The 1986 season saw Earnhardt win his second career Winston Cup Championship and the first owner's championship for Richard Childress Racing. He won five races and had 16 top-fives and 23 top-10s. Earnhardt successfully defended his championship the following year, going to victory lane 11 times and winning the championship by 489 points over Bill Elliott. In the process, Earnhardt set a NASCAR modern-era record of four consecutive wins and won five of the first seven races. In the 1987 season, he earned the nickname "The Intimidator", due in part to the 1987 Winston All-Star Race. During this race, Earnhardt was briefly forced into the infield grass but kept control of his car and returned to the track without giving up his lead. The maneuver is now referred to as the "Pass in the Grass", even though Earnhardt did not pass anyone while he was off the track. After The Winston, an angry fan sent Bill France Jr. a letter threatening to kill Earnhardt at Pocono, Watkins Glen, or Dover, prompting the FBI to provide security for Earnhardt on the three tracks. The investigation was closed after the races at the three tracks finished without incident.
The 1988 season saw Earnhardt racing with a new sponsor, GM Goodwrench, after Wrangler Jeans dropped its sponsorship in 1987. During this season, he changed the color of his paint scheme from blue and yellow to the signature black in which the No. 3 car was painted for the rest of his life. He won three races in 1988, finishing third in the points standings behind Bill Elliott in first and Rusty Wallace in second. The following year, Earnhardt won five races, but a late spin out at North Wilkesboro arguably cost him the 1989 championship, as Rusty Wallace edged him out for it by 12 points (Earnhardt won the final race, but Wallace finished 15th when needing to finish at least 18th to win). It was his first season for the GM Goodwrench Chevrolet Lumina.
The 1990 season started for Earnhardt with victories in the Busch Clash and his heat of the Gatorade Twin 125's. Near the end of the Daytona 500, he had a dominant forty-second lead when the final caution flag came out with a handful of laps to go. When the green flag waved, Earnhardt was leading Derrike Cope. On the final lap, Earnhardt ran over a piece of metal, which was later revealed as a bell housing, in turn 3, cutting down a tire. Cope, in an upset, won the race while Earnhardt finished fifth after leading 155 of the 200 laps. The No. 3 Goodwrench-sponsored Chevy team took the flat tire that cost them the win and hung it on the shop wall as a reminder of how close they had come to winning the Daytona 500. Earnhardt won nine races that season and won his fourth Winston Cup title, beating Mark Martin by 26 points. He also became the first multiple winner of the annual all-star race, The Winston. The 1991 season saw Earnhardt win his fifth Winston Cup championship. This season, he scored four wins and won the championship by 195 points over Ricky Rudd. One of his wins came at North Wilkesboro, in a race where Harry Gant had a chance to set a single-season record by winning his fifth consecutive race, breaking a record held by Earnhardt. Late in the race, Gant lost his brakes, which gave Earnhardt the chance he needed to make the pass for the win and maintain his record.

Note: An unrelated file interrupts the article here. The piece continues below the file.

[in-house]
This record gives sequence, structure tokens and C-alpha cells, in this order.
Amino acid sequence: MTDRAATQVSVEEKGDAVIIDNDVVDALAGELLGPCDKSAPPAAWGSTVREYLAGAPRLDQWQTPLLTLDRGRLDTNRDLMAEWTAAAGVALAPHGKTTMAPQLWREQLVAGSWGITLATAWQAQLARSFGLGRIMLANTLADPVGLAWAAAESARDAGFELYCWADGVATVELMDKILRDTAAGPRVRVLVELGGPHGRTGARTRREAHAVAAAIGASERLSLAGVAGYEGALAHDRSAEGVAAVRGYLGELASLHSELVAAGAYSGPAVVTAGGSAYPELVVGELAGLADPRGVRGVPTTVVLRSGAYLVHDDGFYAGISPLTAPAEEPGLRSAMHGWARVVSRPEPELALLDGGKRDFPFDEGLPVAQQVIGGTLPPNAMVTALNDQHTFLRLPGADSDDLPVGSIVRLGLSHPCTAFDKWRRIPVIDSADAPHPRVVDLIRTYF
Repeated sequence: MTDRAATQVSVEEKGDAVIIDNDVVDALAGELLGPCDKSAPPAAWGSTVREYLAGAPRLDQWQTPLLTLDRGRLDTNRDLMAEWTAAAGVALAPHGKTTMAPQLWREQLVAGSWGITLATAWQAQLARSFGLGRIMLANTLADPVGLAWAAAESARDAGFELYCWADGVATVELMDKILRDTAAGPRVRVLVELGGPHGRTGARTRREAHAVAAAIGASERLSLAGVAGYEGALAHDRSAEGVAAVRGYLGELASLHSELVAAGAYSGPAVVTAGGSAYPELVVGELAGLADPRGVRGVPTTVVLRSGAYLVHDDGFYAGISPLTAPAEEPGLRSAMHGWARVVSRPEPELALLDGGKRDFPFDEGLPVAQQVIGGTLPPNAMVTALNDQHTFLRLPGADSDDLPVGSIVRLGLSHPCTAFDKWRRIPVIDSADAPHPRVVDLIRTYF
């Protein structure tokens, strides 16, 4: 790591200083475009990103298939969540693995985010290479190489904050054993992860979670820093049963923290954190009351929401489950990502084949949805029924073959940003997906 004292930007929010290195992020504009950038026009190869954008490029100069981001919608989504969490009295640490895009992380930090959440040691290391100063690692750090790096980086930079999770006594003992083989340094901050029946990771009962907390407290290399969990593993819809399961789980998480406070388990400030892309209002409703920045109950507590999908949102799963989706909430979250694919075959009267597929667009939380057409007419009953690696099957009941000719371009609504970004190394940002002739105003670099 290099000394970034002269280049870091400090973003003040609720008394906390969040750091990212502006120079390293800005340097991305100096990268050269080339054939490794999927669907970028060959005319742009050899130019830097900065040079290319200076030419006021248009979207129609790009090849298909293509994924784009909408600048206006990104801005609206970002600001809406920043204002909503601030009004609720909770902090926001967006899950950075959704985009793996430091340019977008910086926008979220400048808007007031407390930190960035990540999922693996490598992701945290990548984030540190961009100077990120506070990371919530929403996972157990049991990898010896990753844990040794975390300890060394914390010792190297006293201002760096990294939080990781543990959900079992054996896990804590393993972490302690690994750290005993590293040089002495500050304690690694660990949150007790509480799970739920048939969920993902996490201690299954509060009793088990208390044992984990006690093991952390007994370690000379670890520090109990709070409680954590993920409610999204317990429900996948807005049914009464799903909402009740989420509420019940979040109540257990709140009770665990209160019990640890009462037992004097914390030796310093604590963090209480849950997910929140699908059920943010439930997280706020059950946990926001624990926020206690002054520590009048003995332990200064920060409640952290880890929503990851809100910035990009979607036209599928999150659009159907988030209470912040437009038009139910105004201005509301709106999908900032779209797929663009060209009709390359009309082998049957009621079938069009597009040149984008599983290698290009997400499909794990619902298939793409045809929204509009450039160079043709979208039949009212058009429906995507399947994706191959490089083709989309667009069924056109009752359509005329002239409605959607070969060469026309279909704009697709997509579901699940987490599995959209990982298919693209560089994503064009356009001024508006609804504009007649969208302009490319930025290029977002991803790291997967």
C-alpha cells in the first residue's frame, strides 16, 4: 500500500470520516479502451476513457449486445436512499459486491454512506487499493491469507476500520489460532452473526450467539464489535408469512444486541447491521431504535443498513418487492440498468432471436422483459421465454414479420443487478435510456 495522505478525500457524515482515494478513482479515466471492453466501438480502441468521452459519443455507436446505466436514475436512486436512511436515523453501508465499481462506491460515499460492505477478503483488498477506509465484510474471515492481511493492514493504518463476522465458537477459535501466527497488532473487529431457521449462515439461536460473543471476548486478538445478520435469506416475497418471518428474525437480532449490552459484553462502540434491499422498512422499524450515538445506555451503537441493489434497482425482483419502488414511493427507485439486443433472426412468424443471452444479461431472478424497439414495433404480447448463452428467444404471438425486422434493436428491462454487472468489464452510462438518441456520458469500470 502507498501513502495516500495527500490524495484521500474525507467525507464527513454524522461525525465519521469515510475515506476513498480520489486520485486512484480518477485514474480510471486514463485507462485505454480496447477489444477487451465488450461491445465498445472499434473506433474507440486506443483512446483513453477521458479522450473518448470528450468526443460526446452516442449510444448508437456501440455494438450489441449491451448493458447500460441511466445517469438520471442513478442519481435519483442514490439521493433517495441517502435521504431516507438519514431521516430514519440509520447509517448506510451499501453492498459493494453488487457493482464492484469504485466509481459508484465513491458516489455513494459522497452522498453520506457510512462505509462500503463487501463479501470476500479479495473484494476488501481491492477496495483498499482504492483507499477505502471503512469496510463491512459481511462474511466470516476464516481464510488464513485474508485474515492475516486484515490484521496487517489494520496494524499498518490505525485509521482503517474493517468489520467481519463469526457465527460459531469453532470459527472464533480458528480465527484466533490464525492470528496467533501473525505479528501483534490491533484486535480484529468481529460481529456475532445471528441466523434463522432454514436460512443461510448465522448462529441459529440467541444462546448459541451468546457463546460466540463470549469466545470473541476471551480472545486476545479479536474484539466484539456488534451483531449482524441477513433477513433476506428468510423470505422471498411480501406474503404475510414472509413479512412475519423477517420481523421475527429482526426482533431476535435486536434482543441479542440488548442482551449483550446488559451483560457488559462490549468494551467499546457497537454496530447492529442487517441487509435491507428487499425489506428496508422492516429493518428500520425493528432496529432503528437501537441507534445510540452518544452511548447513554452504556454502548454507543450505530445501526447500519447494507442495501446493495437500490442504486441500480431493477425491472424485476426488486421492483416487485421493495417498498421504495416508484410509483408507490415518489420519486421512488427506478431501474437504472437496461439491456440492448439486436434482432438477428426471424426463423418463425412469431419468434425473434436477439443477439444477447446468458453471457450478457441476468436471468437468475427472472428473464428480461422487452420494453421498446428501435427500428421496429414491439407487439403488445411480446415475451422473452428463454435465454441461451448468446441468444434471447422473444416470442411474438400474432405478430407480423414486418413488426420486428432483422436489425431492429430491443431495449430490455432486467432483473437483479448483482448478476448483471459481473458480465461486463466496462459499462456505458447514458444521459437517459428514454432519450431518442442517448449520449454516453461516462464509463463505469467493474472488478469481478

Earnhardt's only win of the 1992 season came at Charlotte, in the Coca-Cola 600, ending a 13-race win streak by Ford teams. Earnhardt finished a career-low 12th in the points for the second time in his career, and the only time he had finished that low since joining Richard Childress Racing. He still made the trip to the annual Awards Banquet with Rusty Wallace but did not have the best seat in the house. Wallace stated he and Earnhardt had to sit on the backs of their chairs to see, and Earnhardt said, "This sucks, I should have gone hunting." At the end of the year, longtime crew chief Kirk Shelmerdine left to become a driver. Andy Petree took over as crew chief. Hiring Petree turned out to be beneficial, as Earnhardt returned to the front in 1993. He once again came close to a win at the Daytona 500 and dominated Speedweeks before finishing second to Dale Jarrett on a last-lap pass. Earnhardt scored six wins en route to his sixth Winston Cup title, including wins in the first prime-time Coca-Cola 600 and The Winston, both at Charlotte, and the Pepsi 400 at Daytona. He beat Rusty Wallace for the championship by 80 points. On November 14, 1993, after the season-ending Hooters 500 at Atlanta, the race winner Wallace and 1993 series champion Earnhardt ran a dual Polish Victory Lap together while carrying #28 and #7 flags commemorating 1992 Daytona 500 winner Davey Allison and 1992 NASCAR Winston Cup Series champion Alan Kulwicki respectively, who both had died in separate plane accidents during the season.